mTORC1 activity repression by late endosomal phosphatidylinositol 3,4-bisphosphate

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Science  02 Jun 2017:
Vol. 356, Issue 6341, pp. 968-972
DOI: 10.1126/science.aaf8310

Local specificity of growth signals

The mechanistic target of rapamycin complex 1 (mTORC1) regulates cell growth in response to nutrients. Marat et al. found that the lipid phosphatidylinositol 3,4-bisphosphate [PI(3,4)P2], which, when generated at the cell surface, is linked to stimulation of mTORC1 and promotion of cell growth, does the opposite when synthesized at the late endosome or lysosome. In cells deprived of nutrients, PI(3,4)P2 was produced at lysosomes, where it recruited an inhibitor of mTORC1. The results elucidate the complex regulation of mTORC1, which is altered in human diseases such as cancer and neurodegeneration.

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Nutrient sensing by mechanistic target of rapamycin complex 1 (mTORC1) on lysosomes and late endosomes (LyLEs) regulates cell growth. Many factors stimulate mTORC1 activity, including the production of phosphatidylinositol 3,4,5-trisphosphate [PI(3,4,5)P3] by class I phosphatidylinositol 3-kinases (PI3Ks) at the plasma membrane. We investigated mechanisms that repress mTORC1 under conditions of growth factor deprivation. We identified phosphatidylinositol 3,4-bisphosphate [PI(3,4)P2], synthesized by class II PI3K β (PI3KC2β) at LyLEs, as a negative regulator of mTORC1, whereas loss of PI3KC2β hyperactivated mTORC1. Growth factor deprivation induced the association of PI3KC2β with the Raptor subunit of mTORC1. Local PI(3,4)P2 synthesis triggered repression of mTORC1 activity through association of Raptor with inhibitory 14-3-3 proteins. These results unravel an unexpected function for local PI(3,4)P2 production in shutting off mTORC1.

Nutrient sensing and signaling by mechanistic target of rapamycin complex 1 (mTORC1) on lysosomes or late endosomes (LyLEs) integrate internal and external cues to regulate cell metabolism, growth, proliferation, and survival. Dysregulation of mTORC1 activity is implicated in diseases (1, 2). Nutrients and mitogens activate mTORC1 through class I phosphatidylinositol 3-kinases (PI3K)–mediated synthesis of phosphatidylinositol 3,4,5-trisphosphate [PI(3,4,5)P3] (3, 4). PI(3,4,5)P3 stimulates the proto-oncogenic kinase AKT, which facilitates the activation of mTORC1 (5, 6). How mTORC1 signaling is repressed under conditions of starvation and how this may be locally controlled by membrane lipids—in particular, phosphoinositides (PIs) (7, 8)—is not clear.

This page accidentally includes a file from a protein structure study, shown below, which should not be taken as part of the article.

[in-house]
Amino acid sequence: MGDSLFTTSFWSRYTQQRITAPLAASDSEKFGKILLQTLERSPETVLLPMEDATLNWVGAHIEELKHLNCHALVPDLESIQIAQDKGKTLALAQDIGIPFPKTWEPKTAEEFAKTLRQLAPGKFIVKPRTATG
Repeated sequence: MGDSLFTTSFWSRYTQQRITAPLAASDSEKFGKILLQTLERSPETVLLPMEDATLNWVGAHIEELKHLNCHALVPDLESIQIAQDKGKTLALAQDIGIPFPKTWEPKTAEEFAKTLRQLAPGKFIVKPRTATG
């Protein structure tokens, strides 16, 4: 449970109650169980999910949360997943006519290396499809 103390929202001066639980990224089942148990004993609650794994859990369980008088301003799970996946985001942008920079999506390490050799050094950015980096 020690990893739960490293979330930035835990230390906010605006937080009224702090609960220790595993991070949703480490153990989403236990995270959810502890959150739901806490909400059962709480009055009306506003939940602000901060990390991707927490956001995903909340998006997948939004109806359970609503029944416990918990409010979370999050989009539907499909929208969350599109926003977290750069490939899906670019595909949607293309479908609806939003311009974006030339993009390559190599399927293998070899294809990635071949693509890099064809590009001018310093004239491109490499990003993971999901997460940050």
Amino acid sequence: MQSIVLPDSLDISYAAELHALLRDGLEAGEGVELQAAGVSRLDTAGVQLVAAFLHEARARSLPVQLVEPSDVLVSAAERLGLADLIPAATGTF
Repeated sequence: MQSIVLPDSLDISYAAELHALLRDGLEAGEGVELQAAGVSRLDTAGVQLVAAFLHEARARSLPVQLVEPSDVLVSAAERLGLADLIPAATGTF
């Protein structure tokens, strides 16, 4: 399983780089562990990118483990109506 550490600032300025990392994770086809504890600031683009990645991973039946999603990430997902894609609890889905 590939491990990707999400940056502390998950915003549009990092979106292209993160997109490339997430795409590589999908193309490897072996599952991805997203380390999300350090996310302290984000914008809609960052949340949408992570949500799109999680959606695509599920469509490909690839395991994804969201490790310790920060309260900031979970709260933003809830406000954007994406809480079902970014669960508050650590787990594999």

Class II phosphatidylinositol 3-kinases (PI3KC2) in addition to phosphatidylinositol 3-phosphate PI(3)P (9, 10) can synthesize phosphatidylinositol 3,4-bisphosphate [PI(3,4)P2] (11). As this lipid, when present at the plasma membrane, can activate AKT (12), we hypothesized that PI3KC2 may stimulate mTORC1 signaling. We tested this by probing mTORC1 activity using specific antibodies against S6 kinase (S6K) phosphorylated at Thr389 (pS6K) or phosphorylated 4E-binding protein 1 (4E-BP1) (p-4E-BP1) in human epithelial carcinoma HeLa cells depleted of class II PI3K 2α or 2β (PI3KC2α or PI3KC2β). Depletion of PI3KC2β but not of PI3KC2α (Fig. 1A and fig. S1A) resulted in increased phosphorylation of S6K and 4E-BP1 (fig. S1C), indicative of increased, rather than repressed, mTORC1 activity. Inhibition of mTOR kinase completely repressed phosphorylation of S6K and 4E-BP1 in PI3KC2β-depleted cells (fig. S1B). PI3KC2β depletion also increased mTORC1 activity in noncancer cell lines, such as African Green Monkey Cos7 fibroblasts cells or human embryonic kidney 293T (HEK293T) cells (fig. S1D). PI3KC2β depletion (knockdown) did not affect phosphorylation of AKT1 or AKT2 (fig. S1, E and G), indicating that PI3KC2β repression of mTORC1 activity is not via AKT. We analyzed the effect of PI3KC2β loss under conditions of starvation and nutrient replenishment. Depletion of PI3KC2β facilitated recovery of mTORC1 activity after starvation and replenishment of amino acids irrespective of the presence or absence of serum growth factors and, thus, independent of AKT activity in various cell types (Fig. 1, B and C, and figs. S1, F and G, and S2, A to D). Elevated mTORC1 activity in the absence of PI3KC2β was further confirmed in genome-engineered (fig. S3) PI3KC2β knockout (KO) HEK293T cells (Fig. 1D), in mouse embryonic fibroblasts (MEF) and adult (MAF) fibroblasts isolated from mice lacking PI3KC2β (13) (fig. S1, H and I). Reexpression of PI3KC2β in KO cells rescued this phenotype (see below).